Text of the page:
Research Reports - The impact of preexisting illness and substance use on functional and neuropsychological outcomes following traumatic brain injury
Proc (Bayl Univ Med Cent). 2016 Jul;29(3):271-6.
Dahdah MN(1), Barnes SA(1), Buros A(1), Allmon A(1), Dubiel R(1), Dunklin C(1),
Callender L(1), Shafi S(1).
Traumatic brain injury (TBI) is a significant public health problem in the US.
Specific preexisting medical illnesses delay recovery after TBI and increase
mortality or risk of repeat TBI. This study examined the impact of preexisting
illness and substance use on patient rehabilitation outcomes following TBI. The
Functional Independence Measure total score and Disability Rating Scale score
measured functional outcomes at discharge from inpatient rehabilitation, while
the Trail Making Test A and B and Total Trials 1-5 of the California Verbal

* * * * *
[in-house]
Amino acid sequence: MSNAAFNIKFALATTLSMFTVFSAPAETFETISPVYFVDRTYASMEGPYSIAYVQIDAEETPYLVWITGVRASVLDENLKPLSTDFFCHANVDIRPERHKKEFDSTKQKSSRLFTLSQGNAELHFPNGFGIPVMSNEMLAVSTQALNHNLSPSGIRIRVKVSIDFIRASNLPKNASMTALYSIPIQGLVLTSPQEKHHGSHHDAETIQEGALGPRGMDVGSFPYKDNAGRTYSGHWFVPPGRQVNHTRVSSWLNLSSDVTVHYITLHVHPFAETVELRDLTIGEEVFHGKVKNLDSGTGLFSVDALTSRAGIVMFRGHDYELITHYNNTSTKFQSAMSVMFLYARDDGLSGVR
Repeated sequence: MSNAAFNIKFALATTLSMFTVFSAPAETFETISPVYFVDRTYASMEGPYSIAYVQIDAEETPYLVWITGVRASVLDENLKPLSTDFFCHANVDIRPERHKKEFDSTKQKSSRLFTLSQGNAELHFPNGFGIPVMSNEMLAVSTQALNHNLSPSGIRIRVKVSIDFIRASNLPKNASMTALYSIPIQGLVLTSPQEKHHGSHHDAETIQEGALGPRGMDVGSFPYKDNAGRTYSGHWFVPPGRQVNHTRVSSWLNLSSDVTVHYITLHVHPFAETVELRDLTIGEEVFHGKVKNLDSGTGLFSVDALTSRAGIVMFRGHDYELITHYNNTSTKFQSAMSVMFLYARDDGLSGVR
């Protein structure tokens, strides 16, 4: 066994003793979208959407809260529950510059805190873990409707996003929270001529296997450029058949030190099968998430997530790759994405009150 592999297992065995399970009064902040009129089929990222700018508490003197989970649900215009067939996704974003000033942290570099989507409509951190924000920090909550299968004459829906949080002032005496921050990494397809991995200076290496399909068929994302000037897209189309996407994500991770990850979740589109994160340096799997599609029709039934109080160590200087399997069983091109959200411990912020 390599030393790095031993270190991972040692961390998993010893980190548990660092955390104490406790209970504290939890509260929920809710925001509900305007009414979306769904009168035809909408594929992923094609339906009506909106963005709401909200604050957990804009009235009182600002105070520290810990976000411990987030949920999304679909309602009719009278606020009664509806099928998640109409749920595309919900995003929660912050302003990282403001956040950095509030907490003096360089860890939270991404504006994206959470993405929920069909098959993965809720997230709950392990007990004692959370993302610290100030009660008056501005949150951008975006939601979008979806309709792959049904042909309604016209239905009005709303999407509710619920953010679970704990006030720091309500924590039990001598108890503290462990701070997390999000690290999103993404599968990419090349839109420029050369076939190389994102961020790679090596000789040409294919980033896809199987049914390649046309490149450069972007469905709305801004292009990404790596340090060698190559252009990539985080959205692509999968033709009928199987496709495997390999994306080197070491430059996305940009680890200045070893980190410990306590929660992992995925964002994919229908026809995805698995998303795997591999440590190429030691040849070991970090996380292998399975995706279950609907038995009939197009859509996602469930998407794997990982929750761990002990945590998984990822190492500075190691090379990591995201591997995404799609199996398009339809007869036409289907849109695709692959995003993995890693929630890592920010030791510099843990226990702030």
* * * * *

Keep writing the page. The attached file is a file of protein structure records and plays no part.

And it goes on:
Learning Test-II measured neuropsychological outcomes in 128 TBI survivors with
moderate or severe TBI. Results showed that the presence of a heart condition or
diabetes/high blood sugar was associated with lower functional outcomes by
discharge. A history of a heart condition, stroke, or respiratory condition prior
to TBI was associated with reduced cognitive flexibility. Those with preexisting
diabetes/high blood sugar demonstrated poorer visual attention, visuomotor
processing speed, and ability to learn and recall verbal information. Those with
pre-TBI cancer also had greater auditory-verbal memory deficits. The findings
showed that specific preexisting medical conditions are independently associated
with lower functional and cognitive outcomes for patients with TBI. By screening
patients for preexisting medical conditions, multidisciplinary TBI rehabilitation
teams can identify patients who require more aggressive treatments or greater
length of stay.